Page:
(ChemotherapyAdvisor) – Anal human papillomavirus (HPV) and precursors of anal cancer are very common in men who have sex with men (MSM); however, a meta-analysis published in the Lancet Oncology online March 23 shows rate of progression to cancer is substantially lower than that for cervical precancerous lesions in women.

“Our findings mean that cervical cancer screening strategies cannot be simply extrapolated to anal cancer screening as current proposals suggest,” said Andrew Grulich, MBBS, MSc, PhD, University of New South Wales, Australia.

A systematic review and meta-analysis of 53 studies found that most men had anal HPV infection and high-grade anal intraepithelial neoplasia (AIN) was present in 20%–30%. Prevalence of infection with high-risk HPV types was substantially higher in HIV-positive men than in HIV negative men (73.5% vs. 37.2%), and precancerous abnormalities were also more common.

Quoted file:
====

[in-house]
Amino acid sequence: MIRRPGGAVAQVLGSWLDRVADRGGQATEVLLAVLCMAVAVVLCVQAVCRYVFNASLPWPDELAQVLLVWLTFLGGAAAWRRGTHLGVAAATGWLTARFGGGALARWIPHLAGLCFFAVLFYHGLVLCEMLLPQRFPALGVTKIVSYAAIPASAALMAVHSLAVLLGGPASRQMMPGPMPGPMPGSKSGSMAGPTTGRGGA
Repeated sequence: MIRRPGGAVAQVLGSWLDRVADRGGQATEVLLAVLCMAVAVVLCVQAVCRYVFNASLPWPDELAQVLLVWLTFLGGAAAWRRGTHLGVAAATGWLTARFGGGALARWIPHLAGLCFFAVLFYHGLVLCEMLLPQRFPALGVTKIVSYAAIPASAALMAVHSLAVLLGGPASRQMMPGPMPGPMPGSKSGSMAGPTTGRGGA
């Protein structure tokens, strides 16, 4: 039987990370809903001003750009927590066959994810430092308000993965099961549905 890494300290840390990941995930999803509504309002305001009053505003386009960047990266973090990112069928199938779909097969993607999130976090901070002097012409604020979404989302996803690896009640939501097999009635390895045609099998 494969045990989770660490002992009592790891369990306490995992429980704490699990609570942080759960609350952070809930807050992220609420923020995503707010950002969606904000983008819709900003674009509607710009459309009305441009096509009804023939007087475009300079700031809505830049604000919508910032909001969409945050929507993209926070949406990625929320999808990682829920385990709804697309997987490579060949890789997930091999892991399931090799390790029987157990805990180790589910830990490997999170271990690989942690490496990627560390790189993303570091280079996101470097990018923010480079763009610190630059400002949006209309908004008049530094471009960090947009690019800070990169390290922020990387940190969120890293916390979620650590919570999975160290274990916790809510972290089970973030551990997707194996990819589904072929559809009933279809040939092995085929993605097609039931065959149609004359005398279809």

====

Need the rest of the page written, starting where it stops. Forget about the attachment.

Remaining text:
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An estimated 10% of HIV-positive men develop high-grade AIN annually compared with about 3% of HIV-negative men. “These incidence rates seem to be higher than would be consistent with our estimate of the prevalence of high-grade AIN (29% in HIV-positive MSM and 21% in HIV-negative MSM), unless many of these high-grade lesions regress,” the authors noted.

In this study, the progression rate from high-grade AIN to anal cancer was approximately 1 in 600 per year in HIV-positive men and 1 in 4,000 per year in HIV-negative men. High-grade cervical cancer precursors have a much higher rate of progression to cervical cancer, about 1 in 80 annually.

“The identification of biomarkers to establish which men with high-grade AIN are at highest risk for progression to anal cancer, and which are likely to regress, should be a research priority,” they noted. “Large, good-quality prospective studies are needed to inform the development of anal cancer screening guidelines for MSM.”